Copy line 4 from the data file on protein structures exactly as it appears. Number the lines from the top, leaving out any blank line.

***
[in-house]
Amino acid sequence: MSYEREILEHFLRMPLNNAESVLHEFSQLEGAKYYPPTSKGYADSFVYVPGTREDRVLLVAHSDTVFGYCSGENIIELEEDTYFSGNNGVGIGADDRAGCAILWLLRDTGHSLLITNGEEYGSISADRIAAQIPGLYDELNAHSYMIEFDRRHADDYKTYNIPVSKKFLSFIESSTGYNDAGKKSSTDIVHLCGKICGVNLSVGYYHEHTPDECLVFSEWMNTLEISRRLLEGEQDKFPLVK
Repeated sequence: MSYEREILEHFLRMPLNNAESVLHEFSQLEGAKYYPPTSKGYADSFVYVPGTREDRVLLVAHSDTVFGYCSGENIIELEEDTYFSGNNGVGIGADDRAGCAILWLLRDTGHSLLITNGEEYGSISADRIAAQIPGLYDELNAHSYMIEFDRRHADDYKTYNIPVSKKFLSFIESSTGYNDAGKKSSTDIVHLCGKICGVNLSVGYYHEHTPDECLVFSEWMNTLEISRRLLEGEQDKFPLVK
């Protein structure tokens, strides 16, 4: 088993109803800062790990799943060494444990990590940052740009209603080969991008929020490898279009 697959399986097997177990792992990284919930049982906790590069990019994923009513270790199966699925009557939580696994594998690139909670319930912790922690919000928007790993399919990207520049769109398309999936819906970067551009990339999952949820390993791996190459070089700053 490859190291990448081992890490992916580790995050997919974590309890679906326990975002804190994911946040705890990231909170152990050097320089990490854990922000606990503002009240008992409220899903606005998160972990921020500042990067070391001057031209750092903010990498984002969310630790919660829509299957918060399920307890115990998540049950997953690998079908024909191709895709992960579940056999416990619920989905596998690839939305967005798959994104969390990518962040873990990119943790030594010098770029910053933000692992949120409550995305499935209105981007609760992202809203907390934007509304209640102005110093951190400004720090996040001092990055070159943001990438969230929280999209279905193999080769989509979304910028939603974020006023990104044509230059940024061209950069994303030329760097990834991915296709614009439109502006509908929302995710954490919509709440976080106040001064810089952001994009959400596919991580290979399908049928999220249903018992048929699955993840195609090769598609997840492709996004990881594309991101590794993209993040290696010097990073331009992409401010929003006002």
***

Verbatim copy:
């Protein structure tokens, strides 16, 4: 088993109803800062790990799943060494444990990590940052740009209603080969991008929020490898279009 697959399986097997177990792992990284919930049982906790590069990019994923009513270790199966699925009557939580696994594998690139909670319930912790922690919000928007790993399919990207520049769109398309999936819906970067551009990339999952949820390993791996190459070089700053 490859190291990448081992890490992916580790995050997919974590309890679906326990975002804190994911946040705890990231909170152990050097320089990490854990922000606990503002009240008992409220899903606005998160972990921020500042990067070391001057031209750092903010990498984002969310630790919660829509299957918060399920307890115990998540049950997953690998079908024909191709895709992960579940056999416990619920989905596998690839939305967005798959994104969390990518962040873990990119943790030594010098770029910053933000692992949120409550995305499935209105981007609760992202809203907390934007509304209640102005110093951190400004720090996040001092990055070159943001990438969230929280999209279905193999080769989509979304910028939603974020006023990104044509230059940024061209950069994303030329760097990834991915296709614009439109502006509908929302995710954490919509709440976080106040001064810089952001994009959400596919991580290979399908049928999220249903018992048929699955993840195609090769598609997840492709996004990881594309991101590794993209993040290696010097990073331009992409401010929003006002």